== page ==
Thursday, May 6, 2010

neandertals among us

This is seriously cool - a full draft sequence of the Neandertal genome. The best part is evidence for 1-4% admixture of archaic genes into the modern populations outside of Africa. I'm certainly not qualified to comment, but check out John Hawks' incredible post on the subject.

I'm beginning to think Science has read my syllabus. First, A. sediba is published the very week that I'm discussing the evolution of the genus Homo. Then, the Neandertal genome is published the day after I gave my "evaluating the models" talk to my Intro class. I'm very happy to say that this article fits nicely with everything I said in class. Human evolution isn't my field, so it's always nice to have some confirmation that I'm sufficiently up to date and knowledgeable.

Now that the semester is nearly over, and everyone in my family is over their colds, I hope to return to more regular posting, including more substantive posting about environmental archaeology. Until then, may your patience with student writing be long, and your red pen never run out of ink.

Wednesday, May 5, 2010

scheduling score

For our sins, the faculty at Tiny Liberal Arts College are organized into a direct democracy. Yes, four times a year, every single one of us - all 120-some faculty members - is expected to find his or her way to the only auditorium on campus large enough to fit us all in. There, we are each allowed to cast our individual shards of pottery for whatever issue, candidate, or proposal takes our fancy.

If this sounds like a good idea to you, you've never sat in an uncomfortable folding chair while 100+ faculty members debate the merits of preposition placement in the institutional mission statement. OMFG. I have never truly appreciated the glory of representative forms of government until I came here.

This year, I accidentally found the perfect solution to the Faculty Governance Blues: I scheduled my BioAnth labs during the faculty meetings. Not only can I not make it to the meetings, but I have such a good excuse that nobody can fault me for not coming. Additionally, the fact that I've scheduled late labs means that I'm teaching outside of the "prime time", so I'm seen as a good team player, allowing other faculty to teach in more convenient slots. Hat trick!

Saturday, May 1, 2010

ten things I love about my students

I've been a bit of a downer recently, with all this talk about the job market. I thought I'd remind myself of how much I really do love my job, with a post on the things I love about my students at this liberal arts college.

1) engagement. Good God, these students are engaged in their learning! They are a self-selected bunch, willing to come out here to the middle of nowhere for an intimate college experience. Even the worst students in my class will e-mail me a link to some article they saw on-line about primate tool use, or will mention the Discovery Channel documentary on human evolution they saw the night before.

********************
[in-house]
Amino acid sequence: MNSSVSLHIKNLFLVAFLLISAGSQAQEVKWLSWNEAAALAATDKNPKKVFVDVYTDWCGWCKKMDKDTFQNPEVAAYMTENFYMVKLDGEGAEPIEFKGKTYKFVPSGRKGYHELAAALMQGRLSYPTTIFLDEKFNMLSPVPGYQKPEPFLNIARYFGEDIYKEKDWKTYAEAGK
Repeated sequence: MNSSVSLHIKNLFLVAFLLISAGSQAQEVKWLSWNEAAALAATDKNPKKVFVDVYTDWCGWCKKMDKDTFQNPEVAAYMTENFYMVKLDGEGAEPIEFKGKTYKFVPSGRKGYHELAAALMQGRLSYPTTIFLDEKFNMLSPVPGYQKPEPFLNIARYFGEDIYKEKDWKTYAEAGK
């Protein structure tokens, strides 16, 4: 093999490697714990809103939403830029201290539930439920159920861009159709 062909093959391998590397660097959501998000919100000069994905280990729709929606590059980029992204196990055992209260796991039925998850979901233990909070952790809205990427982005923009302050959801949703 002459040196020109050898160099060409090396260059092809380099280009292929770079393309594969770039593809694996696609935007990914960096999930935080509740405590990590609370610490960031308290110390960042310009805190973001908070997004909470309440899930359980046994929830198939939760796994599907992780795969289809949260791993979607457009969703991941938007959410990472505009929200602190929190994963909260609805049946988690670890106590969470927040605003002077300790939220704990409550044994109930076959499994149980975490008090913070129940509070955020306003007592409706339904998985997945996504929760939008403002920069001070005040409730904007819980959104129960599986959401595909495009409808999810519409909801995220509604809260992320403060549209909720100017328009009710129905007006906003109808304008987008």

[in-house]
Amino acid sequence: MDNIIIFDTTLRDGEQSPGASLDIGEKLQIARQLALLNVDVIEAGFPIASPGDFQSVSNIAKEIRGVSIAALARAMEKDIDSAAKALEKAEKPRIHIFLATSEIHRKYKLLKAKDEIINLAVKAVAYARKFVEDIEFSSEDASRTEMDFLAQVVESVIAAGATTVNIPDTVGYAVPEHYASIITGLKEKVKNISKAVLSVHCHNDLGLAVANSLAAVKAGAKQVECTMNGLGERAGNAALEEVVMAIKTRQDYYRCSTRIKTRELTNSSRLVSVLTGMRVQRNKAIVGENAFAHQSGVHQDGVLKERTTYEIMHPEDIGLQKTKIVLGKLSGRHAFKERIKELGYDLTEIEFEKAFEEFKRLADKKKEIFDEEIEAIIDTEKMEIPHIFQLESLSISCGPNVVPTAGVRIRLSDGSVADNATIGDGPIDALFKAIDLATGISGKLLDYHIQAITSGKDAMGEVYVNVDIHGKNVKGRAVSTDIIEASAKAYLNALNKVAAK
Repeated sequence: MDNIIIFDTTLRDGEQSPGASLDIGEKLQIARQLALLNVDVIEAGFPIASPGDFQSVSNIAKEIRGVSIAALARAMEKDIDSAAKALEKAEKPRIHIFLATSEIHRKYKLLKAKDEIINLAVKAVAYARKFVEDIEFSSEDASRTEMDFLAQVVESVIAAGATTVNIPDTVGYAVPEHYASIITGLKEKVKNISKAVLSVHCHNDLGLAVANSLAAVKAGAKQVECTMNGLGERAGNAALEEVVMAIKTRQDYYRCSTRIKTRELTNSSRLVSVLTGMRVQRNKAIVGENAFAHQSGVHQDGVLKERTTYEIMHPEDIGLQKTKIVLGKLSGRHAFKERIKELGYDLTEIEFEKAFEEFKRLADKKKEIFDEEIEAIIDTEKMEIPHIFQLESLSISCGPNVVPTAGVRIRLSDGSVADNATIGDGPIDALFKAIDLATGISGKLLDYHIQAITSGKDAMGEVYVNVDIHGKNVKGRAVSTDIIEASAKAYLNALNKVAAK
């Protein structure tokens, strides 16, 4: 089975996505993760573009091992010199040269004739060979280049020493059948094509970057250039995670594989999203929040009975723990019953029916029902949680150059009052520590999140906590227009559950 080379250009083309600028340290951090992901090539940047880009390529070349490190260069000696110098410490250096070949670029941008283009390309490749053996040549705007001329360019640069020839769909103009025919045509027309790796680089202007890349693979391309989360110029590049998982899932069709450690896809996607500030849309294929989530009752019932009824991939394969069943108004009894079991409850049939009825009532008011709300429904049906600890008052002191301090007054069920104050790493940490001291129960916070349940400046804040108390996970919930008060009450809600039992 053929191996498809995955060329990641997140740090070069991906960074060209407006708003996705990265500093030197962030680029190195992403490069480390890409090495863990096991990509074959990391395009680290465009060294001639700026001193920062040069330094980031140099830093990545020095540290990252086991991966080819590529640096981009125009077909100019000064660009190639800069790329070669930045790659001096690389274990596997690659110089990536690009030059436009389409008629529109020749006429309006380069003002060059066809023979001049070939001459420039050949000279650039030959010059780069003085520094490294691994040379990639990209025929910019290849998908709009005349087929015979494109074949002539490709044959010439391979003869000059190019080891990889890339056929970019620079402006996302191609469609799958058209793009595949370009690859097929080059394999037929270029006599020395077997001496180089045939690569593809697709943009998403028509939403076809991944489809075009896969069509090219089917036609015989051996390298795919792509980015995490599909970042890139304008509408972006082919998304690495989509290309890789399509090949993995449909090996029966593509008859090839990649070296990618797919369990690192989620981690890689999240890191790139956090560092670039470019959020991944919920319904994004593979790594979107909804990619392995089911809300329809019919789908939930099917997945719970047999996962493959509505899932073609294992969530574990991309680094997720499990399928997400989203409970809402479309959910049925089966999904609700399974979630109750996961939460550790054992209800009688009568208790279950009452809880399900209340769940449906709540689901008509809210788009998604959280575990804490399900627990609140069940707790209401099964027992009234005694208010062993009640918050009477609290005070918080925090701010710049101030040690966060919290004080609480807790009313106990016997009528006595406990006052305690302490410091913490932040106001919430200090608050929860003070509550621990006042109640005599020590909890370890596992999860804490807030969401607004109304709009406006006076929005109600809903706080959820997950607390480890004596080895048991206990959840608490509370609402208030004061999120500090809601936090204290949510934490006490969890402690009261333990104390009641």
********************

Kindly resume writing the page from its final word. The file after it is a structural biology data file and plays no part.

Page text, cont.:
2) attitude. In general, they have a wonderful, responsible attitude toward their own education. They own their mistakes, and if they have a tendency to think confession is sufficient to make up for them, at least they acknowledge their own failings and don't just blame everyone around them, especially the professor.

3) sense of community. No surprise, since it's such a small school, but the students really have a great sense of community and commitment to each other.

4) involvement. It seems like all of my students are involved in something, whether internal (theater, student radio, etc.), or external (one of the environmental or labor rights clubs, etc.). This can be a problem, academically, when their grades suffer because they spend so much time doing other things, but they are remarkably committed to making the university and the world a better place.

5) diversity (sort-of). OK, generally this place is as white as Wonderbread. Still, for particular historic and geographic reasons, we're a Native American serving institution, with a very high Native enrollment. Considering the long and sometimes sordid history of Native American/anthropologist relationships, it's a privilege to help shape the on-going dialog between the two groups in this area.

6) lack of entitlement. Many colleagues complain about the sense of entitlement their students have, and this seems particularly the case at liberal arts colleges. Again, for particular historic and geographic reasons, that's lacking here. Many of our students are small-town kids, and first-generation college attendees. They're friendly, respectful (not in a creepy, down-trodden way), and genuinely happy to be where they are.

7) idealism. Both in and out of the classroom, they think they can make a difference in the world.

8) preparedness. On average, these are just much better students (in terms of SAT scores, class rank, etc.) than those I taught at some major state universities. Add in that these are self-selected for a liberal arts education, and you've got an excellent teaching environment.

9) education majors. This may seem strange, but at other institutions where I've taught, the education majors are often, well, awful. Students who could barely pass an intro class were hoping to teach my kids social sciences at the elementary and secondary level. Horrors! In contrast, the education majors here are often the best and brightest of the lot. I find that an encouraging sign for our future. (I'll leave out my continuing unease that most of these bestest and brightest tend to be young women who seem to be gravitating toward education as a more "feminine" pursuit than, say, medicine or law.)

10) energy and enthusiasm. The students continuously regenerate my batteries with their over-all enthusiasm for pretty much everything. Enough said.